Synergistic Aspects: To maximise the scientific outcome of the Priority Programme, networking is essential to promote knowledge exchange between the different projects. Applicants are also highly encouraged to feedback knowledge obtained from research on HEA into research on CCA and vice versa, thereby increasing the chances of success in the identification and realisation of attractive materials properties. Collaborative research in joint projects is encouraged, including projects coupling simulations with experiments. While individual applicants are also eligible, great care should be taken to avoid a narrow focus of the project (e.g. microstructural characterisation divorced from any connection to relevant properties).
Restrictions: Projects primarily focussing on functional materials properties (e.g. magnetic or electronic properties, super-conductivity) will not be supported in the Priority Programme. Other important structural and physical materials properties, such as lattice parameters, thermal expansion, thermal and heat conductivity, may be studied. However, if these materials parameters behave in a regular way, they cannot be the main focus of a project. Projects applying established production routes or other techniques just for their own sake and without addressing a specific issue of CCA and HEA are not within the focus of this Priority Programme. Projects that are primarily theoretical in nature and do not include a significant experimental component, will not be supported.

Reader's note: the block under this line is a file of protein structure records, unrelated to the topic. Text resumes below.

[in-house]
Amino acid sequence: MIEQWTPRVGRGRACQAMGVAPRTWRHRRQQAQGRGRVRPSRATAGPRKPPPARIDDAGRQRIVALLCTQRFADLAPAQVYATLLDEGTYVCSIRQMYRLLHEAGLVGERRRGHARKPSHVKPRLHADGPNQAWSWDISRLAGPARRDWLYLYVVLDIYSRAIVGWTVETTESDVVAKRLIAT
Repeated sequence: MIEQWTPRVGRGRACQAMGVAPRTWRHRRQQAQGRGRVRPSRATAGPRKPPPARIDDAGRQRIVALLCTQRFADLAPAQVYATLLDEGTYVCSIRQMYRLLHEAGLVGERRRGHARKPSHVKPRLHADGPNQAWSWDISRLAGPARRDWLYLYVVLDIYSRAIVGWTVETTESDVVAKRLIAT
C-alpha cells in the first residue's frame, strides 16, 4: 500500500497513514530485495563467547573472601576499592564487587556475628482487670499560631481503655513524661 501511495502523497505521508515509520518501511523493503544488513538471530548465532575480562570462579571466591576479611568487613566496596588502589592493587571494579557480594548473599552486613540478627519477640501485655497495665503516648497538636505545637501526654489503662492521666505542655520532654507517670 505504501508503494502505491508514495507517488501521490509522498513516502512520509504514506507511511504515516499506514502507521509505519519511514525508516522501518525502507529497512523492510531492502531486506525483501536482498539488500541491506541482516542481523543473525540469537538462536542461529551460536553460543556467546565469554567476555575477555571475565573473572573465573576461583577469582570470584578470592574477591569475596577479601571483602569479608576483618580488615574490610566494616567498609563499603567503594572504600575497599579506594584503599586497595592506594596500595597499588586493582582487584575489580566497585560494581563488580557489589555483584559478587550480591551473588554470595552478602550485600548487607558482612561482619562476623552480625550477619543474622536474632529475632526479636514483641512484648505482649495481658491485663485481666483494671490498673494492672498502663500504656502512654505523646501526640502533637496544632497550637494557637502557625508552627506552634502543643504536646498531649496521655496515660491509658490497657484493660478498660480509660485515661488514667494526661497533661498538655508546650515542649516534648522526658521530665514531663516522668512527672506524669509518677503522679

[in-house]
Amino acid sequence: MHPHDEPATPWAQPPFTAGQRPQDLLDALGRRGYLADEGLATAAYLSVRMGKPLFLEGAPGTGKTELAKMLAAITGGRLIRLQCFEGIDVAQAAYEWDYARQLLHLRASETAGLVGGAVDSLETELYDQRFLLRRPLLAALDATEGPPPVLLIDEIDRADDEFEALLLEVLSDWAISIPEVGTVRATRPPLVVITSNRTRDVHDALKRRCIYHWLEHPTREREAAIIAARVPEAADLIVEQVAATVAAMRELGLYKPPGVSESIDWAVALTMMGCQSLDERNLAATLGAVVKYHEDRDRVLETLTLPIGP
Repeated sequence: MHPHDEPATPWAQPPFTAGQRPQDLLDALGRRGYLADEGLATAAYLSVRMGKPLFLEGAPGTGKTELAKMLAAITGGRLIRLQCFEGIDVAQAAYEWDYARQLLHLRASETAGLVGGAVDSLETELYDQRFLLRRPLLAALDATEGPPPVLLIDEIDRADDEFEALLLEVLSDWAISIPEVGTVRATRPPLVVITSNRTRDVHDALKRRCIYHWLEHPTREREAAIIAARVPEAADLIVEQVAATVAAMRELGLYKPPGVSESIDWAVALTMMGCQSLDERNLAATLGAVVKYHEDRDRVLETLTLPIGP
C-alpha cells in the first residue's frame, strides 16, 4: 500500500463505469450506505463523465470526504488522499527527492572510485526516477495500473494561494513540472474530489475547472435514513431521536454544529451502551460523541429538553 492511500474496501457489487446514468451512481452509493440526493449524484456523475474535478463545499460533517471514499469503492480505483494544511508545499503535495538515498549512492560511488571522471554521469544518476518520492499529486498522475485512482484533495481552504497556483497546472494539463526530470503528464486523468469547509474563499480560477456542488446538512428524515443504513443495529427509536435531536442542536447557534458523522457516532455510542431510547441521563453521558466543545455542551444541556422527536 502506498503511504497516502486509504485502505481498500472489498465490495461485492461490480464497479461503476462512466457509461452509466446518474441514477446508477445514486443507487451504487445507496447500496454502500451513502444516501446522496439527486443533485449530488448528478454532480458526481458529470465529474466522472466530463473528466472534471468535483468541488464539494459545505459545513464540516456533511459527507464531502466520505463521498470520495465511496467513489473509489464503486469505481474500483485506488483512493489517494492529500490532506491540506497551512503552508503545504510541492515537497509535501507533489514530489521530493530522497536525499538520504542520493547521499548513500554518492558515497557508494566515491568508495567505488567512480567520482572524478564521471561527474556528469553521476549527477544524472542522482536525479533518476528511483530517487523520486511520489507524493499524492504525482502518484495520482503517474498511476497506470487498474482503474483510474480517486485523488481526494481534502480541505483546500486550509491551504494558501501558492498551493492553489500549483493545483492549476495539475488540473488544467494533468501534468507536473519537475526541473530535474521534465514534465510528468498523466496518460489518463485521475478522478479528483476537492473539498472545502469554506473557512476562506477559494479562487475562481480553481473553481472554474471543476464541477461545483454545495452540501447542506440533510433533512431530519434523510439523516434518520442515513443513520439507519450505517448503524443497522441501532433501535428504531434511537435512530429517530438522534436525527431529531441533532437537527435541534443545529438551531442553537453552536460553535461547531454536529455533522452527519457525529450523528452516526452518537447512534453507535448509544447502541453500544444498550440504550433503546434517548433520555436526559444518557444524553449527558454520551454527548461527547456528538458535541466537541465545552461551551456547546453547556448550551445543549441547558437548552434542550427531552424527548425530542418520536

Microstructures that are in a highly non-equilibrium state, e.g. metallic glasses, will not be considered. Only crystalline material will be considered in this Priority Programme. In certain cases, production routes with high cooling rates may be necessary. However, additional measures (e.g. heat treatment) need to be carried out in order to achieve a state close to equilibrium in the desired temperature range.